A man who lost the use of his legs in 1988 already knew just how quickly a spinal cord injury can change a life. His spinal cord injury came after a diving accident when he was nearly 21, changing his life suddenly and permanently. Two years earlier, he had sat by his best friend's side after his best friend was paralyzed by a spinal cord injury received in a car accident.
Spinal cord injuries don't discriminate, says the man, who has pledged to raise $250,000 for the Christopher and Dana Reeve Foundation, a research and advocacy center for people with paralysis. But his pledge - and the life of him and his friend - come at a potential turning point for people living with spinal cord injuries and paralysis.
Just 20 years ago, an adult with a serious spinal cord injury would not be expected to recover. The man says his generation is the first to survive spinal cord injuries. Now, people who receive spinal cord injuries are living productive lives. And while spinal cord research is still painstaking and slow, scientists are entering a pivotal time in the field. For example, scientists are working on activity-based exercise that can remind the spinal cord how to step and stand again.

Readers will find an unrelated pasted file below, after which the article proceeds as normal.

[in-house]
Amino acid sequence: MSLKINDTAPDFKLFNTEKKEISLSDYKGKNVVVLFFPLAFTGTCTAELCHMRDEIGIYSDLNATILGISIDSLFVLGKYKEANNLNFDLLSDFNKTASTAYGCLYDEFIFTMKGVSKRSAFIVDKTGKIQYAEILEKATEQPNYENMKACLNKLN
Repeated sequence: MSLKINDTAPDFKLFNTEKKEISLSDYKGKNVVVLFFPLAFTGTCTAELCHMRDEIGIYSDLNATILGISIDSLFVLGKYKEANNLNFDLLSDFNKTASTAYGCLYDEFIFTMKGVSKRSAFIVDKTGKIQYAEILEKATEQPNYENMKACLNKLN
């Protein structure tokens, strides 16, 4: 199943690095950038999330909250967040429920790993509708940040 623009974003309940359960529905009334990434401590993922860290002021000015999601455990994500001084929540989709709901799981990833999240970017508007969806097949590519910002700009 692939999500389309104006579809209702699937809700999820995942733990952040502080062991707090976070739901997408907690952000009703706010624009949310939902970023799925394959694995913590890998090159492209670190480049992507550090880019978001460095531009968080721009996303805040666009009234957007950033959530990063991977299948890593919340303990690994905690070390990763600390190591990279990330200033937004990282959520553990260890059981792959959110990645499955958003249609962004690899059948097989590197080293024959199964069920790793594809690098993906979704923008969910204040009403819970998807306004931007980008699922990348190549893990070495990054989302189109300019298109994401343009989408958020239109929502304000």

People who are paralyzed have an increasing number of options to improve the quality of their lives and allow for more independent living. While working and raising money for the foundation, the man is helping to raise two sons. He uses a power wheelchair and drives a car.
But living with a spinal cord injury still comes with enormous physical, emotional and financial challenges that extend beyond using a wheelchair. The lifelong cost of caring for a 25-year-old with such an injury is estimated to be between $1.5 to $4 million.
That can be a significant financial burden. In some cases, if the injury is caused by the negligence of another person, a personal injury suit can provide the financial compensation that an injured person will need to cover these costs. An experienced Los Angeles attorney can provide more information.
Source: ABC News, "Best Friends Paralyzed Little More Than Two Years Apart, Susan Donaldson James, Dec. 13, 2012